>> It will be desirable to avoid overloading servers with popular documents by
>> supporting a caching scheme at local servers (or even at browsers?).
> This as well as caching, replication would be nice. But this is only
> practical if resource identifiers do not contain location information
> (otherwise replication is only possible by making all the peer servers to
> appear to be one machine, as in the DNS CNAME suggestion I made some time
> ago). But if resource identifiers do not contain host information then you
> need an external means of determining how to reach the resource.
> This is analagous to routing protocols (an address is not a route ...).
> Such a system is probably over ambitious for now.
I agree, but it is important to keep an eye of where things are going.
The ability to replicate documents in this way will depend on name servers
e.g. X.500. In the meantime is this necessary? At first, a simple scheme is
to send all remote requests via a fast local server. This server checks if
this Udi is in its cache, and if not forwards the request to the machine
named in the Udi itself. You can extend this to take advantage of several
caches, and the work done by ANSA (Advanced Networked Systems Architecture)
on trading may be apropriate.
... talking about when to purge the cache
> I think this is silly. I haven't changed a document for six months,
> therefore it is safe to say that it won't be changed for the next six
> months ...
Yes, perhaps not one of my best ideas! I think we need some position in
between caching docs only for several minutes, and the full replication
mechanism used with network news and nntp.
One approach is for the server to periodically refresh cache contents. (This
is what Lotus Notes does). You set it up to refresh docs at night, or perhaps
on a trickle basis in the background. The problem is knowing what the
appropriate interval is for each document. The "Expiry:" field or an
equivalent "KeepFor:" (time to live) field when present gives an explicit
suggestion. My "silly" suggestion was a rule of thumb aimed at allowing the
sever to "learn" that some docs don't change much, and so can be refreshed at
Another complimentary approach is to provide a machanism whereby a server
owning a document informs a list of client servers when it determines that a
given document has changed. This is critical for a successful room booking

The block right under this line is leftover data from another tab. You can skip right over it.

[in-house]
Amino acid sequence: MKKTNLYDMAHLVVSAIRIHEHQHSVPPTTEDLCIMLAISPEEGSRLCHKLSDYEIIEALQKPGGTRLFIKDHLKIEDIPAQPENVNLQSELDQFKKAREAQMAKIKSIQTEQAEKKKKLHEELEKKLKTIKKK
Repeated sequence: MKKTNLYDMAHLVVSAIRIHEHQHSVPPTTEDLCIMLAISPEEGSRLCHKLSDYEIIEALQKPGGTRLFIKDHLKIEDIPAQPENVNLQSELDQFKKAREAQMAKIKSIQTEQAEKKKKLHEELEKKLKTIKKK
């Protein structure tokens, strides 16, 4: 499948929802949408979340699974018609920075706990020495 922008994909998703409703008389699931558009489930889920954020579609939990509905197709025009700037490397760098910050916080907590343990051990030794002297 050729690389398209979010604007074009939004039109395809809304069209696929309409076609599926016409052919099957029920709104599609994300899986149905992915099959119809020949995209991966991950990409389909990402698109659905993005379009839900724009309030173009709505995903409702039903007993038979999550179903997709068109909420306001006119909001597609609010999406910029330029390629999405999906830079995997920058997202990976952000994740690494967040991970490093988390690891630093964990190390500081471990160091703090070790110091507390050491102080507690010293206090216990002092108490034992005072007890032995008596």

application. For this to work, the protocol needs to include the requests:
RETRY 1000 10
This is used to inform a server (named in the Udi) that another server
(IP address: hplose.hpl.hp.com, port 8001) wishes to be informed when this
document is changed or deleted. The RETRY parameter is optional and used to
determine the notification retry interval in seconds, followed by how many
times to try.
The reverse operation removing a server from a notification list
The message sent to servers on the notification list when the specified doc
has changed. If the doc has been deleted then the body should be empty.
In the case where it is currently impossible to establish a connection with a
server on the notification list, the notification should be periodically
retried until a suitable timeout period has expired. See earlier RETRY field.
You don't need to complicate the http server loop to implement this
mechanism as notifications can be handled by a separate program.
... talking about problems with comparing date/time info
> This also depends on hosts agreeing on the date. To quote
> RFC1128, talking about a 1988 survey of the time/date on
> Internet hosts, "... a few had errors as much as two years"
Wow! I had no idea that this was the case. I had hoped that all machines
would have support for date/time conversion for all known time zones, so
that by including the time zone as part of the format, there would be no
>> I think that we need to provide an operation in which the server returns a
>> document only if it is later that a date/time supplied with the request.
> This would be useful as part of a replication system, as long as both ends
> exchanged timestamps initially so that the dates can be synchronised.
In this case we need to define how servers should process date/time info,
particularly when a mismatch is detected.
... talking about copyright protection
> It may be stating the obvious, but once you allow a user to access you
> data such that they can save it, there is no technical way you can prevent
> them from publically redistributing your data. This is a social/legal
> problem, not a technical one. Accepting that nothing can be done to stop
> deliberate abuse of licensed information, there is a need to prevent
> accidental abuse.
There is no *techical way* to stop me driving my car at a passerby and
killing him! The answer is that it is illegal to breach the copyright law.
In HP we have notices next to each photocopier, reminding us of what the law
allows us to do. The same will apply to networked access. Publishers are
concerned that they receive fair payment for their information, and the
critical issue is to ensure that all processes can pass an audit to show
My idea is that its ok to cache copyrighted docs so long as you put in an
effective mechanism for logging and handling payments. This mechanism must be
able to pass a suitable audit procedure. I believe that the scheme I described
would do this.
> Probably the simplest way to do this is to mark the
> document as one which should NOT be cached.
You need to separate the issue of copyright protection from ensuring secure
access to restricted information. I proposed the "Distribution:" header for
Many thanks for your comments,
Dave Raggett, firstname.lastname@example.org